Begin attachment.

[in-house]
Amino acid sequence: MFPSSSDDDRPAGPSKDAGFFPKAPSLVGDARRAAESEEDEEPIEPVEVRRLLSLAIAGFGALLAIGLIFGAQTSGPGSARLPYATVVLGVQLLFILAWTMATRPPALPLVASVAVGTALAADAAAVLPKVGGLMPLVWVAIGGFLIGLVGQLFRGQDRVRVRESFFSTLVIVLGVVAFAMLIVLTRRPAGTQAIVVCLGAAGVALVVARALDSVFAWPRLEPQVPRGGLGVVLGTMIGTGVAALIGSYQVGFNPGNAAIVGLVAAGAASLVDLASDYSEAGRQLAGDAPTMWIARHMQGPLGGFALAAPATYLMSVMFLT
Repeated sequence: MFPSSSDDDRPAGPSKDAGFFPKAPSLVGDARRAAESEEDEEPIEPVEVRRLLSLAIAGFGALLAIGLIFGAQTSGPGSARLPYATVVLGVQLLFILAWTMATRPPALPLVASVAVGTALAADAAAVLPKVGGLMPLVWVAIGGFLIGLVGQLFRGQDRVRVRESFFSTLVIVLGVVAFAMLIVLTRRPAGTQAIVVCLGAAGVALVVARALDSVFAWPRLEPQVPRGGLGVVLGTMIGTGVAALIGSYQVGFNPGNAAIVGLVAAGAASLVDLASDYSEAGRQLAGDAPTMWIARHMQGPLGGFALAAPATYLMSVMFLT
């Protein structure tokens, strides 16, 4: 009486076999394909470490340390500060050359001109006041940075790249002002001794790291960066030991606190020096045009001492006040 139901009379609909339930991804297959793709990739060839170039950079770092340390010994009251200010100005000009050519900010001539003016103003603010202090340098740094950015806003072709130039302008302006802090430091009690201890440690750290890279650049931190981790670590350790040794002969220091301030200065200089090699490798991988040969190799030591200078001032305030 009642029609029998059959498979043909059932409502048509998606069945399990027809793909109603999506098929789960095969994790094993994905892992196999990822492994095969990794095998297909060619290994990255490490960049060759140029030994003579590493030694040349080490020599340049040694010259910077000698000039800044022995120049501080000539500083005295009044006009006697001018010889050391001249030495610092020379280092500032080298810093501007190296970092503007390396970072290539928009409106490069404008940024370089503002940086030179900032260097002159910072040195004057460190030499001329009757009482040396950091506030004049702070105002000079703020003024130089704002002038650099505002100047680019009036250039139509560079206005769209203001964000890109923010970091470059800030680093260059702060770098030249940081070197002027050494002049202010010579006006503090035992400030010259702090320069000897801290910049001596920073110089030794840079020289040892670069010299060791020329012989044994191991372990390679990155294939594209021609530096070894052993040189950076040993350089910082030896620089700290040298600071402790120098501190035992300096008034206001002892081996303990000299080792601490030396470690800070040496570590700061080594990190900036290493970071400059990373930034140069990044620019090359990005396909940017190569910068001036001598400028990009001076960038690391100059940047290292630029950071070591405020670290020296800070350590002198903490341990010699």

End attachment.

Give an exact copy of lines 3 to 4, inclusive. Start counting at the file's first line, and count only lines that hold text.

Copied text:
Repeated sequence: MFPSSSDDDRPAGPSKDAGFFPKAPSLVGDARRAAESEEDEEPIEPVEVRRLLSLAIAGFGALLAIGLIFGAQTSGPGSARLPYATVVLGVQLLFILAWTMATRPPALPLVASVAVGTALAADAAAVLPKVGGLMPLVWVAIGGFLIGLVGQLFRGQDRVRVRESFFSTLVIVLGVVAFAMLIVLTRRPAGTQAIVVCLGAAGVALVVARALDSVFAWPRLEPQVPRGGLGVVLGTMIGTGVAALIGSYQVGFNPGNAAIVGLVAAGAASLVDLASDYSEAGRQLAGDAPTMWIARHMQGPLGGFALAAPATYLMSVMFLT
């Protein structure tokens, strides 16, 4: 009486076999394909470490340390500060050359001109006041940075790249002002001794790291960066030991606190020096045009001492006040 139901009379609909339930991804297959793709990739060839170039950079770092340390010994009251200010100005000009050519900010001539003016103003603010202090340098740094950015806003072709130039302008302006802090430091009690201890440690750290890279650049931190981790670590350790040794002969220091301030200065200089090699490798991988040969190799030591200078001032305030 009642029609029998059959498979043909059932409502048509998606069945399990027809793909109603999506098929789960095969994790094993994905892992196999990822492994095969990794095998297909060619290994990255490490960049060759140029030994003579590493030694040349080490020599340049040694010259910077000698000039800044022995120049501080000539500083005295009044006009006697001018010889050391001249030495610092020379280092500032080298810093501007190296970092503007390396970072290539928009409106490069404008940024370089503002940086030179900032260097002159910072040195004057460190030499001329009757009482040396950091506030004049702070105002000079703020003024130089704002002038650099505002100047680019009036250039139509560079206005769209203001964000890109923010970091470059800030680093260059702060770098030249940081070197002027050494002049202010010579006006503090035992400030010259702090320069000897801290910049001596920073110089030794840079020289040892670069010299060791020329012989044994191991372990390679990155294939594209021609530096070894052993040189950076040993350089910082030896620089700290040298600071402790120098501190035992300096008034206001002892081996303990000299080792601490030396470690800070040496570590700061080594990190900036290493970071400059990373930034140069990044620019090359990005396909940017190569910068001036001598400028990009001076960038690391100059940047290292630029950071070591405020670290020296800070350590002198903490341990010699």